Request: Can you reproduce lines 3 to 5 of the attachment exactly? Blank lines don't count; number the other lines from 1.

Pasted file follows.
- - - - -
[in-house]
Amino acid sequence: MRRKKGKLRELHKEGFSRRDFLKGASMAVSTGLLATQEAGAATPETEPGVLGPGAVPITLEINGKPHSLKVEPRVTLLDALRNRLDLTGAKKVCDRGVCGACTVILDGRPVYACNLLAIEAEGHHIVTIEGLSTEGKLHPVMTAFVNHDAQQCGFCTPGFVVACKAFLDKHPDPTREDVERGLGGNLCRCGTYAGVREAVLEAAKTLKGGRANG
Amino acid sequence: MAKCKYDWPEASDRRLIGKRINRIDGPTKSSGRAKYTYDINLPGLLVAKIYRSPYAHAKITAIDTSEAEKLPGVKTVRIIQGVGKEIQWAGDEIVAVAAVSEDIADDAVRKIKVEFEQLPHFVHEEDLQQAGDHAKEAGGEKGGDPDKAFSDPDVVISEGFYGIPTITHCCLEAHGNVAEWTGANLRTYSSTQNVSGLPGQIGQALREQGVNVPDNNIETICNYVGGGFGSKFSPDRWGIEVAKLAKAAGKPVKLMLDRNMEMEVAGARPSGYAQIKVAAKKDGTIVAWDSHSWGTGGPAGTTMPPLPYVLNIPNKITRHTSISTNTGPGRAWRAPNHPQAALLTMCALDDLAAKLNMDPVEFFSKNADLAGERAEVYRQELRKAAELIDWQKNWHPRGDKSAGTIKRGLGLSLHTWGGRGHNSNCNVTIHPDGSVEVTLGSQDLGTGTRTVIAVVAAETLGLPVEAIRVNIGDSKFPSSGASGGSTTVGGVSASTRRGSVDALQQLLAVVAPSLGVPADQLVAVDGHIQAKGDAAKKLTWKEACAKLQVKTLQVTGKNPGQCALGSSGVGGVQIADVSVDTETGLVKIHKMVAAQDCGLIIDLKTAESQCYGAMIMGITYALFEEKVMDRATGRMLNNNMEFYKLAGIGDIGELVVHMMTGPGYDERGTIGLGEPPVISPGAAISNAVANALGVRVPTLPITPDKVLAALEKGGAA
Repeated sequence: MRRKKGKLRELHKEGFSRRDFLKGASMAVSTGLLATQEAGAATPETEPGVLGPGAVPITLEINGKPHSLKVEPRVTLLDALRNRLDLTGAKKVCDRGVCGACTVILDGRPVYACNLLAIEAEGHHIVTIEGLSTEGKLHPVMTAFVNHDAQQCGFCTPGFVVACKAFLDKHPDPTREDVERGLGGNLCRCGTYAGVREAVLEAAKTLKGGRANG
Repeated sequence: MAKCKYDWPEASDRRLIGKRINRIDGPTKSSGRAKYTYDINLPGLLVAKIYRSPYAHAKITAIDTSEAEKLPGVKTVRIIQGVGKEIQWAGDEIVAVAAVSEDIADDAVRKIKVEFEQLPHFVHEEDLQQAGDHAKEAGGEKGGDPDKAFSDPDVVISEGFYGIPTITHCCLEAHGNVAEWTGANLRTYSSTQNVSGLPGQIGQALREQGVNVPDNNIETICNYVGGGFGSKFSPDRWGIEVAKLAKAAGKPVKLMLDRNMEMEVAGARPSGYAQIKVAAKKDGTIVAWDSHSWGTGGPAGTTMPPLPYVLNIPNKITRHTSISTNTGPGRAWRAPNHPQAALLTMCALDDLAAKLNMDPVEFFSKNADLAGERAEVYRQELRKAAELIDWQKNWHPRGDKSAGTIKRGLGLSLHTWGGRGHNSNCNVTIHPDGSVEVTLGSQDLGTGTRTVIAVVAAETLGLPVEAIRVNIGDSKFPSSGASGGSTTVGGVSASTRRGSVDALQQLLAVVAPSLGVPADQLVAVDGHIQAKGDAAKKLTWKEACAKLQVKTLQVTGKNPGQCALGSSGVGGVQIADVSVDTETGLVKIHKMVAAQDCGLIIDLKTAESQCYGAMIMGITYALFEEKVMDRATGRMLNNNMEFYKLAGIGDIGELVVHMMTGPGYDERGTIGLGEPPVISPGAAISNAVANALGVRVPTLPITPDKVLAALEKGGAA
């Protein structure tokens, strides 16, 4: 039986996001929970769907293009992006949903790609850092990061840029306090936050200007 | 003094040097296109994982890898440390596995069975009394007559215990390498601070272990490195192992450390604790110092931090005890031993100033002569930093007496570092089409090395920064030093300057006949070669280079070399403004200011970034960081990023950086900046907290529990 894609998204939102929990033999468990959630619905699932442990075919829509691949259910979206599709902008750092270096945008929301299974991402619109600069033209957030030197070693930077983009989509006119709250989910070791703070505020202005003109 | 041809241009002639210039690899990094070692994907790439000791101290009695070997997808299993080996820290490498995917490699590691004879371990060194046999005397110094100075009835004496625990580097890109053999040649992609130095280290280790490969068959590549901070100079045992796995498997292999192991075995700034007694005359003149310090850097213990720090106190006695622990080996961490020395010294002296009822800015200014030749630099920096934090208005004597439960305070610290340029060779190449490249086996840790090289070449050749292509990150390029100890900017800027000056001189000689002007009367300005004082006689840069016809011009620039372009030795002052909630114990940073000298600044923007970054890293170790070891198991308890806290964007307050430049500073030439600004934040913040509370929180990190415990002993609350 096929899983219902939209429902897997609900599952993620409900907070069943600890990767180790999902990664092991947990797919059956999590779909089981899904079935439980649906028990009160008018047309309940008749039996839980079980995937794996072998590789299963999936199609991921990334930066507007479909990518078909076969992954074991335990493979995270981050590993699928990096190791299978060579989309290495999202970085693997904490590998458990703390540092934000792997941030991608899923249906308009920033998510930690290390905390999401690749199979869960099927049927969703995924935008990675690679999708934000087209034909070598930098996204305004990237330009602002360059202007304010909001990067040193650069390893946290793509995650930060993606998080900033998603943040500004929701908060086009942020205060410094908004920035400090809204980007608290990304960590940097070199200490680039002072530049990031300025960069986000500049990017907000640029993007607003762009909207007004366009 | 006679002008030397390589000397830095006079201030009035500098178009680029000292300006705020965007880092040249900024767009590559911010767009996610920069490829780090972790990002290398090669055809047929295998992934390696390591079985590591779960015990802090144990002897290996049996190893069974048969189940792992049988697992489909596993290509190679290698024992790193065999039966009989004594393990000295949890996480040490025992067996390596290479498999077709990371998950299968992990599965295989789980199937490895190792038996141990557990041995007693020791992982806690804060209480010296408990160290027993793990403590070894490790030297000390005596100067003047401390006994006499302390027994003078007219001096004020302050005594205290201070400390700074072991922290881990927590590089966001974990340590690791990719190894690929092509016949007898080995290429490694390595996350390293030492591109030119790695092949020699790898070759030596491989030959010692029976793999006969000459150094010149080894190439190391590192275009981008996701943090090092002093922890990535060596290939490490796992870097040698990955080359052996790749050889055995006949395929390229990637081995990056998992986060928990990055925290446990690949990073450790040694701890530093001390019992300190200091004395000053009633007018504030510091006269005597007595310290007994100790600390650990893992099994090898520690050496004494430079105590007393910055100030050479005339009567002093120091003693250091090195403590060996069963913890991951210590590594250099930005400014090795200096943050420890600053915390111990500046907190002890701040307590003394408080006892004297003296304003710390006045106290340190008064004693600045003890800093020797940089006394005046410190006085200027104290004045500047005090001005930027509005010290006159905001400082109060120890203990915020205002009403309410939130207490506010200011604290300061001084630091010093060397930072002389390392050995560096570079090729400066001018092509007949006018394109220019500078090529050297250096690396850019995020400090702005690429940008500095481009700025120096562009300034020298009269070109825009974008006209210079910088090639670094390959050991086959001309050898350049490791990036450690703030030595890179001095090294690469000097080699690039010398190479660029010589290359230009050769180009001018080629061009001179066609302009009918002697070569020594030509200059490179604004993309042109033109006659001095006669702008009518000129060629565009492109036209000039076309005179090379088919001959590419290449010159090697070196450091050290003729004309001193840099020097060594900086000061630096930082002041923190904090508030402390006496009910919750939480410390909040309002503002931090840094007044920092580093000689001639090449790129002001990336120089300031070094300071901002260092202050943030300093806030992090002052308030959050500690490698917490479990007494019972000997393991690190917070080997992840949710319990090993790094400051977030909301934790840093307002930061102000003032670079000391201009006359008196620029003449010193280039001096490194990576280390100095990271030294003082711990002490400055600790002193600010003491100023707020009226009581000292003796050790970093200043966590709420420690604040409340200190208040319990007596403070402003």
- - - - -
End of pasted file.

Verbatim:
Amino acid sequence: MAKCKYDWPEASDRRLIGKRINRIDGPTKSSGRAKYTYDINLPGLLVAKIYRSPYAHAKITAIDTSEAEKLPGVKTVRIIQGVGKEIQWAGDEIVAVAAVSEDIADDAVRKIKVEFEQLPHFVHEEDLQQAGDHAKEAGGEKGGDPDKAFSDPDVVISEGFYGIPTITHCCLEAHGNVAEWTGANLRTYSSTQNVSGLPGQIGQALREQGVNVPDNNIETICNYVGGGFGSKFSPDRWGIEVAKLAKAAGKPVKLMLDRNMEMEVAGARPSGYAQIKVAAKKDGTIVAWDSHSWGTGGPAGTTMPPLPYVLNIPNKITRHTSISTNTGPGRAWRAPNHPQAALLTMCALDDLAAKLNMDPVEFFSKNADLAGERAEVYRQELRKAAELIDWQKNWHPRGDKSAGTIKRGLGLSLHTWGGRGHNSNCNVTIHPDGSVEVTLGSQDLGTGTRTVIAVVAAETLGLPVEAIRVNIGDSKFPSSGASGGSTTVGGVSASTRRGSVDALQQLLAVVAPSLGVPADQLVAVDGHIQAKGDAAKKLTWKEACAKLQVKTLQVTGKNPGQCALGSSGVGGVQIADVSVDTETGLVKIHKMVAAQDCGLIIDLKTAESQCYGAMIMGITYALFEEKVMDRATGRMLNNNMEFYKLAGIGDIGELVVHMMTGPGYDERGTIGLGEPPVISPGAAISNAVANALGVRVPTLPITPDKVLAALEKGGAA
Repeated sequence: MRRKKGKLRELHKEGFSRRDFLKGASMAVSTGLLATQEAGAATPETEPGVLGPGAVPITLEINGKPHSLKVEPRVTLLDALRNRLDLTGAKKVCDRGVCGACTVILDGRPVYACNLLAIEAEGHHIVTIEGLSTEGKLHPVMTAFVNHDAQQCGFCTPGFVVACKAFLDKHPDPTREDVERGLGGNLCRCGTYAGVREAVLEAAKTLKGGRANG
Repeated sequence: MAKCKYDWPEASDRRLIGKRINRIDGPTKSSGRAKYTYDINLPGLLVAKIYRSPYAHAKITAIDTSEAEKLPGVKTVRIIQGVGKEIQWAGDEIVAVAAVSEDIADDAVRKIKVEFEQLPHFVHEEDLQQAGDHAKEAGGEKGGDPDKAFSDPDVVISEGFYGIPTITHCCLEAHGNVAEWTGANLRTYSSTQNVSGLPGQIGQALREQGVNVPDNNIETICNYVGGGFGSKFSPDRWGIEVAKLAKAAGKPVKLMLDRNMEMEVAGARPSGYAQIKVAAKKDGTIVAWDSHSWGTGGPAGTTMPPLPYVLNIPNKITRHTSISTNTGPGRAWRAPNHPQAALLTMCALDDLAAKLNMDPVEFFSKNADLAGERAEVYRQELRKAAELIDWQKNWHPRGDKSAGTIKRGLGLSLHTWGGRGHNSNCNVTIHPDGSVEVTLGSQDLGTGTRTVIAVVAAETLGLPVEAIRVNIGDSKFPSSGASGGSTTVGGVSASTRRGSVDALQQLLAVVAPSLGVPADQLVAVDGHIQAKGDAAKKLTWKEACAKLQVKTLQVTGKNPGQCALGSSGVGGVQIADVSVDTETGLVKIHKMVAAQDCGLIIDLKTAESQCYGAMIMGITYALFEEKVMDRATGRMLNNNMEFYKLAGIGDIGELVVHMMTGPGYDERGTIGLGEPPVISPGAAISNAVANALGVRVPTLPITPDKVLAALEKGGAA